Let it be released from the mind

Thursday, December 27, 2007

Vacation for a few days, but never from cooking

It was nice to have a few days off and not actually go anywhere. It's a strange thing for me, because I never take vacation to stay home. Many people do, but I think that's just the biggest waste of time. The way Christmas fell on a Tuesday though provided an ideal excuse to take another day on Friday and fully enjoy the season. D and I kept it simple--enjoy each other's company and make the holiday memorably relaxing. It was a nice alternative to what seems like year after year of chaotic Christmases. We spent it with friends and family all on seperate occasions. We had a pho dinner party, where I concocted a pho broth from oxtails, charred ginger and onions, fish sauce and star anise to name a few ingredients. For those unfamiliar with pho you garnish the soup with flank steak, bahn pho noodles, and copious amounts of fresh herbs like cilantro, basil and mint. My favorite part are the fresh chile peppers and additional sriracha hot sauce you can add until your nose waters. I made a Gingerita to complement the meal--sugar is melted in lime juice and steeped along with lemongrass and ginger and then mixed with tequila (glorious!). Next time I make it I will temper the lime juice a bit as it was a bit too hearty for the drink. It could have been lighter. We finished the dinner off with a lemon-bay leaf scented creme brulee. For my bridal shower my little cousin gave me a creme brulee torch set. Hey, three years ago it was the present to get. Regardless of it's usefulness it was that corny present that everyone was registering for. Today that might be a Magic Bullet, or an espresso machine I guess. The problem wit hthe torch is that you need a gas source, and I've yet to buy it. Several other times I've just broiled the creme brulee with the sugar on top and it's worked fine, but not this time. The sugar turned more gooey than crisp (I probably should've pureed it in a processor to make it finer), so the brulee lacked that crunchy glass top.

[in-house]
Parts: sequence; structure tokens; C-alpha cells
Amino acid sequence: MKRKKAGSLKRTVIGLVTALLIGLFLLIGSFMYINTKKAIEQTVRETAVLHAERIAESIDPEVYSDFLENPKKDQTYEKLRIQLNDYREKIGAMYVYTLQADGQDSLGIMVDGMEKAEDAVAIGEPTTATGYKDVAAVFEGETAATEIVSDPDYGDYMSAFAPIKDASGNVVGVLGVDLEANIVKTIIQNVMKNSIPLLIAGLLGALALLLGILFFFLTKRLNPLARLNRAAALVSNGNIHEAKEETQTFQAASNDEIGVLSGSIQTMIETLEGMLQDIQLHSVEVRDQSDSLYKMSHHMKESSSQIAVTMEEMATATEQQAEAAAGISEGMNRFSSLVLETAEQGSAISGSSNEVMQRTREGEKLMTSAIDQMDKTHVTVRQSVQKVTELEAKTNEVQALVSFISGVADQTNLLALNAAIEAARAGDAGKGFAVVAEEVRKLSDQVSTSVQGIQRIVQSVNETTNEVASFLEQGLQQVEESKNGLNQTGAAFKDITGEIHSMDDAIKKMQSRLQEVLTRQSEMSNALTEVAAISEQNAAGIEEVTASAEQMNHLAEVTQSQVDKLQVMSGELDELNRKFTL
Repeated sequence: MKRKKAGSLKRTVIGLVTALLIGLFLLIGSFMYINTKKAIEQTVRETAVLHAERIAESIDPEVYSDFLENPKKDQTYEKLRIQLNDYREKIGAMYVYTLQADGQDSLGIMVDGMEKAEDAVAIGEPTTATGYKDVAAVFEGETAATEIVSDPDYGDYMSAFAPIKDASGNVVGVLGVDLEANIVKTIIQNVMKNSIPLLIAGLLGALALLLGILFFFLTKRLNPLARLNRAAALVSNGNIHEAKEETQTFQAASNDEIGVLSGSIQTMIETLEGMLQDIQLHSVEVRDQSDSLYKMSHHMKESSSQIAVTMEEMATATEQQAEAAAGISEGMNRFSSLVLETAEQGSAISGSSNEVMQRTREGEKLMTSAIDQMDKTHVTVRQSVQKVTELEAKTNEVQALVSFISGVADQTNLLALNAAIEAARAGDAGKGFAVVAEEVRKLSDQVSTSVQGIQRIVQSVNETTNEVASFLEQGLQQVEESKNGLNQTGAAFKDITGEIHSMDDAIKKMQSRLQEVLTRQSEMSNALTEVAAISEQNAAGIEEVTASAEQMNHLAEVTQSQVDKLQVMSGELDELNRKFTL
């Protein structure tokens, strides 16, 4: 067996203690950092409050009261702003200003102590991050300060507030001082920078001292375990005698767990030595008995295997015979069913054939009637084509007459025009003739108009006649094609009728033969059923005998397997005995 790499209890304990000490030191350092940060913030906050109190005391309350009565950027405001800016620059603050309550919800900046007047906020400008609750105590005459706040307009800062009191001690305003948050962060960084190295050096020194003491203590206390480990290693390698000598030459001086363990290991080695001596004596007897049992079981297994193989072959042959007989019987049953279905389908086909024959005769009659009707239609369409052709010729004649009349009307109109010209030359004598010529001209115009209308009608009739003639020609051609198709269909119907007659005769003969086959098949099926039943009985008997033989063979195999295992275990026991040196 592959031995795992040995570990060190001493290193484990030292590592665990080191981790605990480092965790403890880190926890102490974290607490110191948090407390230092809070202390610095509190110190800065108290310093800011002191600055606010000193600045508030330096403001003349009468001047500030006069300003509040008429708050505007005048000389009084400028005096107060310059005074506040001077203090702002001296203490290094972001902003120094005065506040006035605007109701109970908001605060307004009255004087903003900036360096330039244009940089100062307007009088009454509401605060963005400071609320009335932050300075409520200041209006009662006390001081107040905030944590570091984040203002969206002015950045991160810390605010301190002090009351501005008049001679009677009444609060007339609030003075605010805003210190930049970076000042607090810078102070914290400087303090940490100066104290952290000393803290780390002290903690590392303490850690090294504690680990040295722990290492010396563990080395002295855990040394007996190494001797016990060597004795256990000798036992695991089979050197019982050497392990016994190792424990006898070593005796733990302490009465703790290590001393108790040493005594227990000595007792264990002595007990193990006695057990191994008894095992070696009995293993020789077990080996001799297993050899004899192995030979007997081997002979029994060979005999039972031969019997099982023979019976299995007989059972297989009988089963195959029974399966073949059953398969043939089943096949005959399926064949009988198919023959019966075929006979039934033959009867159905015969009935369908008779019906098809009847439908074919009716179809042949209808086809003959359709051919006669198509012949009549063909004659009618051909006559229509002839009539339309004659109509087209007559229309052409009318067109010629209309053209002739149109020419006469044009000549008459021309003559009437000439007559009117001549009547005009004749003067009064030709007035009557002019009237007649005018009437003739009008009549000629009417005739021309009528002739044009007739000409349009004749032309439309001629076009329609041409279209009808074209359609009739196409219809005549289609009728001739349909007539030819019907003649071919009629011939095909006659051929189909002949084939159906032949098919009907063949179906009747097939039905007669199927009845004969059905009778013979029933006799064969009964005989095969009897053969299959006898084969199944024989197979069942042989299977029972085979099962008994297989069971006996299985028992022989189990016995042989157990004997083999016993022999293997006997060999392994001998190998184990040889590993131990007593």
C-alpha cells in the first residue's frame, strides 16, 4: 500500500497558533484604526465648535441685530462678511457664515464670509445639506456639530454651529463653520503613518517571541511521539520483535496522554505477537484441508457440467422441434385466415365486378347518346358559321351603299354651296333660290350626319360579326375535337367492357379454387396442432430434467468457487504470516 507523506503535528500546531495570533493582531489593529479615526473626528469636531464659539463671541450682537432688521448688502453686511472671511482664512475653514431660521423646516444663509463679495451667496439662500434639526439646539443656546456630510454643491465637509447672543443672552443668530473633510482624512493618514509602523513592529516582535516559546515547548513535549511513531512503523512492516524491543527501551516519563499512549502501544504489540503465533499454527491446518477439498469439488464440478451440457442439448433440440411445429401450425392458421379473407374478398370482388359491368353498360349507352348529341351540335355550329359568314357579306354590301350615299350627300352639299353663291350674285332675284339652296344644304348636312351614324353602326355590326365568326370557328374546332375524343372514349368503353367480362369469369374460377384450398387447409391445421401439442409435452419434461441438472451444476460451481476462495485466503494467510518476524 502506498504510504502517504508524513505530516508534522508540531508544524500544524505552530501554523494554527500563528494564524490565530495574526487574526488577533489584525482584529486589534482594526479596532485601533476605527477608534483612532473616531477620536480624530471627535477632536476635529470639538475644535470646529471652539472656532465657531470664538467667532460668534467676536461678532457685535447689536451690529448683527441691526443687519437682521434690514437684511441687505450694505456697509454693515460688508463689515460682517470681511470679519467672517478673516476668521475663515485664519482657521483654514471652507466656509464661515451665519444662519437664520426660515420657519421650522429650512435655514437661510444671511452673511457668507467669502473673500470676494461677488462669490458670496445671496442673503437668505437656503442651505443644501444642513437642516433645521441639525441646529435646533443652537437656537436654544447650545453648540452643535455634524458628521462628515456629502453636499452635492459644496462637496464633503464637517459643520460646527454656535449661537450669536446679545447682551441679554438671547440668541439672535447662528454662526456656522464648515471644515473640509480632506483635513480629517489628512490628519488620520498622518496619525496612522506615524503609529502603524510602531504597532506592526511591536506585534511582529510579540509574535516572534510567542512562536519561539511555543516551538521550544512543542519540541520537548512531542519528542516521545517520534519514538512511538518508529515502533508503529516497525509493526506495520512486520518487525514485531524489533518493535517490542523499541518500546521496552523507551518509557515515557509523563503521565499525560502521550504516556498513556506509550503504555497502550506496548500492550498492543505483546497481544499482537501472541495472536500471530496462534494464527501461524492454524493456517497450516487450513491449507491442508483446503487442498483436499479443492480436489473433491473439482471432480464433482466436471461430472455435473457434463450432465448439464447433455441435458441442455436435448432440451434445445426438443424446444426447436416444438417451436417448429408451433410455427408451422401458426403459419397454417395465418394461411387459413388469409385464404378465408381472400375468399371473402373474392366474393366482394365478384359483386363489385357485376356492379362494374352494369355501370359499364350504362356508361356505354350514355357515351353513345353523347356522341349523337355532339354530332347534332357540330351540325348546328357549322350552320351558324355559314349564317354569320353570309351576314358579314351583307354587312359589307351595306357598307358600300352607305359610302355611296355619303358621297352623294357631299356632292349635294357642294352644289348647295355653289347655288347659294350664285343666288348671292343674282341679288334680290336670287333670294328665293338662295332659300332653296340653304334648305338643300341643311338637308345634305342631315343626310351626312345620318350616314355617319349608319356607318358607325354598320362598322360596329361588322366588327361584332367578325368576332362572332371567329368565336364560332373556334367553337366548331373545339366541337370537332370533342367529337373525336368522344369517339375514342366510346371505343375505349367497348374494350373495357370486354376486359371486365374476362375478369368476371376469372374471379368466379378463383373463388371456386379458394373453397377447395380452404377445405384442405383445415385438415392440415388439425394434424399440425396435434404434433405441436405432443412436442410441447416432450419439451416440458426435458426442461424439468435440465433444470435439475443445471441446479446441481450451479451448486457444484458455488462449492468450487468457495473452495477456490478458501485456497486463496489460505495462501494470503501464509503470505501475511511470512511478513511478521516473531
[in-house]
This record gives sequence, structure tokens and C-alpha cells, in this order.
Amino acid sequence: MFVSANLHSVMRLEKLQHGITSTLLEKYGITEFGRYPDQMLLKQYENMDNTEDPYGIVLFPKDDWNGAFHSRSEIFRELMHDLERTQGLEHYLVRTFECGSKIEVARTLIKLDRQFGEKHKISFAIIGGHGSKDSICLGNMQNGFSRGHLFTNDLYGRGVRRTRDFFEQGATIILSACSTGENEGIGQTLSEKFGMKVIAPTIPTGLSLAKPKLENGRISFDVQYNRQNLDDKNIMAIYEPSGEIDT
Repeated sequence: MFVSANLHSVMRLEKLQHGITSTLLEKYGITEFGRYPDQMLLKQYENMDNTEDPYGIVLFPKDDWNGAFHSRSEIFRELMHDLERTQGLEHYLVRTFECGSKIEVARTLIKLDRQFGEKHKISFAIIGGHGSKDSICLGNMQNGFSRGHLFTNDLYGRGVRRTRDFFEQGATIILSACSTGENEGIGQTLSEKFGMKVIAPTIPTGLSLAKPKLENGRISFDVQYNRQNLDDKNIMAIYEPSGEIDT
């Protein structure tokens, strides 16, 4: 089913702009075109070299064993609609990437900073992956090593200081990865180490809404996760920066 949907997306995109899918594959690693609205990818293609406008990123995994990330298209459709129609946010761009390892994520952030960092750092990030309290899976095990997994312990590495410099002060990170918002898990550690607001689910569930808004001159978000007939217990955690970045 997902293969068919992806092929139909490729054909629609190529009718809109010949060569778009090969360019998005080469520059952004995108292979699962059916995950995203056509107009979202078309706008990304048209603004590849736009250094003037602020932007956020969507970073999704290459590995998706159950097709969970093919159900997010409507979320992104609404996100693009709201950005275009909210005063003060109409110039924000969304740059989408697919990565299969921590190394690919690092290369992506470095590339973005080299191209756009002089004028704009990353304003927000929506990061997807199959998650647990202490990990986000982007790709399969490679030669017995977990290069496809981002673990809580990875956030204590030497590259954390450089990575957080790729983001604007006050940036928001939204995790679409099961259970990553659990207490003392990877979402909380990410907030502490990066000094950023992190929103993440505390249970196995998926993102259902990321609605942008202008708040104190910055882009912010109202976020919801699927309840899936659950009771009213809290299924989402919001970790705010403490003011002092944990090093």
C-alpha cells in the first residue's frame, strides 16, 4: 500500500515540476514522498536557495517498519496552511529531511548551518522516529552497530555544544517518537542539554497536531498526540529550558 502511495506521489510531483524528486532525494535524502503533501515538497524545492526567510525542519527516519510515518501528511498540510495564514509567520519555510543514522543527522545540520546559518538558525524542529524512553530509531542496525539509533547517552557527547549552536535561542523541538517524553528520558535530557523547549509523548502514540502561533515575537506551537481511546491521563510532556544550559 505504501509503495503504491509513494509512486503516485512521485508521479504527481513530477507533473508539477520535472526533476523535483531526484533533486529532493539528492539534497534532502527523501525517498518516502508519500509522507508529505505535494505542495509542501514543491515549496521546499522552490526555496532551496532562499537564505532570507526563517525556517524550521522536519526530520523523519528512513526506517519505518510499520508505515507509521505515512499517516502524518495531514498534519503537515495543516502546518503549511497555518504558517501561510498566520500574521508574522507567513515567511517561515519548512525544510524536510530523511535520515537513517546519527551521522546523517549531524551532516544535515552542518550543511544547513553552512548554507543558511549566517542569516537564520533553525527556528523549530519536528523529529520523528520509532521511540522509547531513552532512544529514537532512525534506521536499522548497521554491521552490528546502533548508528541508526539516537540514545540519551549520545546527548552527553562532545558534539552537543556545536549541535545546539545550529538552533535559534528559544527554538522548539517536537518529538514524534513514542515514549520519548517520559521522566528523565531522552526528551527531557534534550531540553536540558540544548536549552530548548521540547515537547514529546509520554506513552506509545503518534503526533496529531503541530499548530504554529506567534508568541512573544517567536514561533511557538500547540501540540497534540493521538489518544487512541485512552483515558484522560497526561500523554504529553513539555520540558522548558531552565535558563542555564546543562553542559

On Christmas Eve we had our best friends over for brunch which was fairly simple except for ebelskivers. It's a traditional Danish (Nordic, really, but I'll choose my heritage to take all the credit) breakfast pancake that is made in a special pan. They're quite popular these days, being sold at Williams-Sonoma even. Hail the Vikings! D decided to be the cooker of the "evil"-skivers and after a bit of crash/boom/banging he delivered several golden brown puff balls dusted with powdered sugar and filled with fruit spread. It was warm and poppable like a donut!

Lastly, I made a Julekage which is a long tradition for our Danish family. Mimi, my grandmother was the one and only person in our family who made this bread. The past several years since her stroke I have taken over the yearly duty, although my family is still shocked and ecstatic to smell the sweet almond frosting at Christmastime. I'm a bit overwhelmed though, because I just read on several sites as I was trying to find a good link to explain Julekage that people put cardamom in it. We have never used cardamom--I don't even know if my grandmother knows what cardamom is. Granted, she was a poor fisherman's daughter, so they might not have been able to afford such spices. To this day she won't eat fish (except for fish sticks) because the family would eat only his leftover fish from his trips on the North Sea. I will have to try this cardamom one day when I actually make a Julekage for myself, as well as use the dried up pieces for french toast--ooo la la...

Wednesday, December 19, 2007

The smell of ground round in the morning

Starting around the age of 6 or 7 I became the official gravy tester. The esteemed role allowed me to stand range-side and determine if the gravy for our family dinners was properly seasoned. With a small spoon, I would carefully dip then cool and taste. I loved that job, and it probably was one of the few small things that my mom did to encourage me to love food and love cooking it.

This past weekend, I wish I had been the official gravy tester. The largest vat of gravy I have ever seen was being concocted in a giant kettle at DC Central Kitchen. Combining fellow from my work and friend cooking clubs, I brought together 8 beautiful girls to cut, portion and flip for 4 hours of community service. DC Central Kitchen made volunteering fun and easy. About 35 people met on Saturday morning and worked from 9-12.